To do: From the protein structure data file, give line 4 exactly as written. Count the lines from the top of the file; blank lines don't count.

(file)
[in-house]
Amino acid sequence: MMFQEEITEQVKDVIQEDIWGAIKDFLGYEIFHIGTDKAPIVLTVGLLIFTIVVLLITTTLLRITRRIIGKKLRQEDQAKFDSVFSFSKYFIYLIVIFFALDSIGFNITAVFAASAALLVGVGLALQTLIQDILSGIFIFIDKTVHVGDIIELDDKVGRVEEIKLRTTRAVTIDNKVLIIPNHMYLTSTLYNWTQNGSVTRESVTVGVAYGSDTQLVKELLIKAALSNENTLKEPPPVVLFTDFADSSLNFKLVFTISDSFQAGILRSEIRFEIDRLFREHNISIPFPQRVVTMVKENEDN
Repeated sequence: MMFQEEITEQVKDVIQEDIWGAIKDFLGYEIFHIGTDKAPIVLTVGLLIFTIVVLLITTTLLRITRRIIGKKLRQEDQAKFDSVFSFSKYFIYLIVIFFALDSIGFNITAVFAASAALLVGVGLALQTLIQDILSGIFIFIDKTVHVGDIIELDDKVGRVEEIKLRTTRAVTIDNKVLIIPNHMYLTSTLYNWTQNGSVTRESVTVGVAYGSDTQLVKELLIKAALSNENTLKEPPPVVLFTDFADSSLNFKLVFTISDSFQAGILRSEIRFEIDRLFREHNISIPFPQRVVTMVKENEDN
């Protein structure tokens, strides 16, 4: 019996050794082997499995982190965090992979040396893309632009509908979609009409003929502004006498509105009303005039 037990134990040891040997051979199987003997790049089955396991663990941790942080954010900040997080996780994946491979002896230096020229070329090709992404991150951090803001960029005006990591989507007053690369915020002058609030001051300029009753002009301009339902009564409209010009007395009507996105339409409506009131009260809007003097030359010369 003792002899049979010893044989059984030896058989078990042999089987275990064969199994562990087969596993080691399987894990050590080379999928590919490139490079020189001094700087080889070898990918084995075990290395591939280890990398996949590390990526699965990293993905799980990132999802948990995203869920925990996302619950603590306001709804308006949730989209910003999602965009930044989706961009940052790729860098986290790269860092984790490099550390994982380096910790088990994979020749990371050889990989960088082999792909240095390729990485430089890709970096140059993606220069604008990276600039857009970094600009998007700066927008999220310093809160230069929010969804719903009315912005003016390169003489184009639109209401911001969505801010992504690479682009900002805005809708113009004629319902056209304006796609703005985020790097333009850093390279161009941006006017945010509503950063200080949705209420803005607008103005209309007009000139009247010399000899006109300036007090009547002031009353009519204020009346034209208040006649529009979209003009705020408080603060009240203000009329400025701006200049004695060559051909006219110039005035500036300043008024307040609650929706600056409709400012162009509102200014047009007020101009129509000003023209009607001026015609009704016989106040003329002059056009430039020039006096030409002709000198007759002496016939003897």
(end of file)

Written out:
């Protein structure tokens, strides 16, 4: 019996050794082997499995982190965090992979040396893309632009509908979609009409003929502004006498509105009303005039 037990134990040891040997051979199987003997790049089955396991663990941790942080954010900040997080996780994946491979002896230096020229070329090709992404991150951090803001960029005006990591989507007053690369915020002058609030001051300029009753002009301009339902009564409209010009007395009507996105339409409506009131009260809007003097030359010369 003792002899049979010893044989059984030896058989078990042999089987275990064969199994562990087969596993080691399987894990050590080379999928590919490139490079020189001094700087080889070898990918084995075990290395591939280890990398996949590390990526699965990293993905799980990132999802948990995203869920925990996302619950603590306001709804308006949730989209910003999602965009930044989706961009940052790729860098986290790269860092984790490099550390994982380096910790088990994979020749990371050889990989960088082999792909240095390729990485430089890709970096140059993606220069604008990276600039857009970094600009998007700066927008999220310093809160230069929010969804719903009315912005003016390169003489184009639109209401911001969505801010992504690479682009900002805005809708113009004629319902056209304006796609703005985020790097333009850093390279161009941006006017945010509503950063200080949705209420803005607008103005209309007009000139009247010399000899006109300036007090009547002031009353009519204020009346034209208040006649529009979209003009705020408080603060009240203000009329400025701006200049004695060559051909006219110039005035500036300043008024307040609650929706600056409709400012162009509102200014047009007020101009129509000003023209009607001026015609009704016989106040003329002059056009430039020039006096030409002709000198007759002496016939003897």